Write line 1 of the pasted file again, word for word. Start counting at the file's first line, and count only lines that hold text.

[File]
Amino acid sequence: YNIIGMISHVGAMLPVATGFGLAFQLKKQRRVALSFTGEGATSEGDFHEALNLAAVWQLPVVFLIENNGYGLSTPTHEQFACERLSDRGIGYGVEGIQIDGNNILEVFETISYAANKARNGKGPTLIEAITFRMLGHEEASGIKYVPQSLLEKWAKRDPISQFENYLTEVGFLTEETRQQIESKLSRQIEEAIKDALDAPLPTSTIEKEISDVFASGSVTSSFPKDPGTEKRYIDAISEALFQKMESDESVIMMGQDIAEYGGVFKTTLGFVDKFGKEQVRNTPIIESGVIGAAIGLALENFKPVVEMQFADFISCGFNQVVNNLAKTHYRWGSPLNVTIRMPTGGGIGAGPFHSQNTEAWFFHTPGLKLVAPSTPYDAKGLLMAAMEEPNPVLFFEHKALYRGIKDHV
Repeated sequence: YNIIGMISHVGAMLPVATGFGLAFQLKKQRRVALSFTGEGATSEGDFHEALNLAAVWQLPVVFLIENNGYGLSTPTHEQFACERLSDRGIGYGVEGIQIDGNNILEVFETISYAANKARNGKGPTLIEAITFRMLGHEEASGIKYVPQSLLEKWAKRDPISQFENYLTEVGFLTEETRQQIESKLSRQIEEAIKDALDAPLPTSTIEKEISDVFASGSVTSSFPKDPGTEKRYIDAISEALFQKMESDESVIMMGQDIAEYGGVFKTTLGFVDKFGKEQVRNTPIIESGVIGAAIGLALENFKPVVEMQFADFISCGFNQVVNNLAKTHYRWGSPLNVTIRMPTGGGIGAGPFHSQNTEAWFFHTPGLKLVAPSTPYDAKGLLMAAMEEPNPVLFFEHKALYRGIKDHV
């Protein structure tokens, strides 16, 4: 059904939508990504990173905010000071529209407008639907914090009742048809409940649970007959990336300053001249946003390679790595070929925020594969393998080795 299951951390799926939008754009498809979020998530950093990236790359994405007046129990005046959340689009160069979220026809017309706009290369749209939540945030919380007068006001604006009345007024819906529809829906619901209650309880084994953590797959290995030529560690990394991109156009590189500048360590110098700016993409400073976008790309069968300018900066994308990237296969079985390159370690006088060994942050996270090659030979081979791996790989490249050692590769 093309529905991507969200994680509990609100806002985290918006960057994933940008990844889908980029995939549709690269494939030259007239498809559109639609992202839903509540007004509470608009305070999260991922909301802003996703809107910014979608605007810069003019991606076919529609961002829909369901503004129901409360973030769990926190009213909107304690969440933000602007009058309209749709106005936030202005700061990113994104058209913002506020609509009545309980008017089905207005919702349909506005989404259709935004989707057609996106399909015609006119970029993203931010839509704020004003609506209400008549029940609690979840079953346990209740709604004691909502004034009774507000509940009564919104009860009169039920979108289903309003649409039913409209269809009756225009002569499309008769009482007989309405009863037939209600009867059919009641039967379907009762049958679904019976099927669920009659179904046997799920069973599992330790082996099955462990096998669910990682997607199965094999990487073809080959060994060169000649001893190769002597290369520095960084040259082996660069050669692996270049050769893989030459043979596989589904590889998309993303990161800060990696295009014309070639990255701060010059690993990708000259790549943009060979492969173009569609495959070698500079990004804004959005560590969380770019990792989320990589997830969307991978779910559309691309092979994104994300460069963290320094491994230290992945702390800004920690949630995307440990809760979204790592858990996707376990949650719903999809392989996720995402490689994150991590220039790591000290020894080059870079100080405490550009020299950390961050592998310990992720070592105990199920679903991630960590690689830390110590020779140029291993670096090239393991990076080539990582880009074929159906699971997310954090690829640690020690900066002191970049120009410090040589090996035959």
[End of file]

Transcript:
Amino acid sequence: YNIIGMISHVGAMLPVATGFGLAFQLKKQRRVALSFTGEGATSEGDFHEALNLAAVWQLPVVFLIENNGYGLSTPTHEQFACERLSDRGIGYGVEGIQIDGNNILEVFETISYAANKARNGKGPTLIEAITFRMLGHEEASGIKYVPQSLLEKWAKRDPISQFENYLTEVGFLTEETRQQIESKLSRQIEEAIKDALDAPLPTSTIEKEISDVFASGSVTSSFPKDPGTEKRYIDAISEALFQKMESDESVIMMGQDIAEYGGVFKTTLGFVDKFGKEQVRNTPIIESGVIGAAIGLALENFKPVVEMQFADFISCGFNQVVNNLAKTHYRWGSPLNVTIRMPTGGGIGAGPFHSQNTEAWFFHTPGLKLVAPSTPYDAKGLLMAAMEEPNPVLFFEHKALYRGIKDHV